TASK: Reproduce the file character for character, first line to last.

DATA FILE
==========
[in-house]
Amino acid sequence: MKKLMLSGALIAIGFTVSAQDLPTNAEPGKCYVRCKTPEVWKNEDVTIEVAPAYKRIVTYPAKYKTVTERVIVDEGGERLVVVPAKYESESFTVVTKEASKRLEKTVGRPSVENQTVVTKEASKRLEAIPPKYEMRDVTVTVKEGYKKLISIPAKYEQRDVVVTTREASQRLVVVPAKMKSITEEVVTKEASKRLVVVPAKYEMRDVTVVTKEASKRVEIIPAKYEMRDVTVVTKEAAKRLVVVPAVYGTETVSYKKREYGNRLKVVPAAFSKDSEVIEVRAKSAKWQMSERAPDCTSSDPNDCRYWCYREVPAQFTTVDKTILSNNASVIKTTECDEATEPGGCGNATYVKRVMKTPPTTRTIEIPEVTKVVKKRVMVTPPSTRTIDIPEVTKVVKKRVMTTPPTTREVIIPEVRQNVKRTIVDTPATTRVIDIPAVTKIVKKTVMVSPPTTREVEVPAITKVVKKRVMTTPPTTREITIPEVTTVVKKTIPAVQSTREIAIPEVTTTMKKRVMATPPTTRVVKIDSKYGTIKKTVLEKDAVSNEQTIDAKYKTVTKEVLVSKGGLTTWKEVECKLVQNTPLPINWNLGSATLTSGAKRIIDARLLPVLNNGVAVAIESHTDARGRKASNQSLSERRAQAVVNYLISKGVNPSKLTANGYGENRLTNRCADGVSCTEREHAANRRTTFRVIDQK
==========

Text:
[in-house]
Amino acid sequence: MKKLMLSGALIAIGFTVSAQDLPTNAEPGKCYVRCKTPEVWKNEDVTIEVAPAYKRIVTYPAKYKTVTERVIVDEGGERLVVVPAKYESESFTVVTKEASKRLEKTVGRPSVENQTVVTKEASKRLEAIPPKYEMRDVTVTVKEGYKKLISIPAKYEQRDVVVTTREASQRLVVVPAKMKSITEEVVTKEASKRLVVVPAKYEMRDVTVVTKEASKRVEIIPAKYEMRDVTVVTKEAAKRLVVVPAVYGTETVSYKKREYGNRLKVVPAAFSKDSEVIEVRAKSAKWQMSERAPDCTSSDPNDCRYWCYREVPAQFTTVDKTILSNNASVIKTTECDEATEPGGCGNATYVKRVMKTPPTTRTIEIPEVTKVVKKRVMVTPPSTRTIDIPEVTKVVKKRVMTTPPTTREVIIPEVRQNVKRTIVDTPATTRVIDIPAVTKIVKKTVMVSPPTTREVEVPAITKVVKKRVMTTPPTTREITIPEVTTVVKKTIPAVQSTREIAIPEVTTTMKKRVMATPPTTRVVKIDSKYGTIKKTVLEKDAVSNEQTIDAKYKTVTKEVLVSKGGLTTWKEVECKLVQNTPLPINWNLGSATLTSGAKRIIDARLLPVLNNGVAVAIESHTDARGRKASNQSLSERRAQAVVNYLISKGVNPSKLTANGYGENRLTNRCADGVSCTEREHAANRRTTFRVIDQK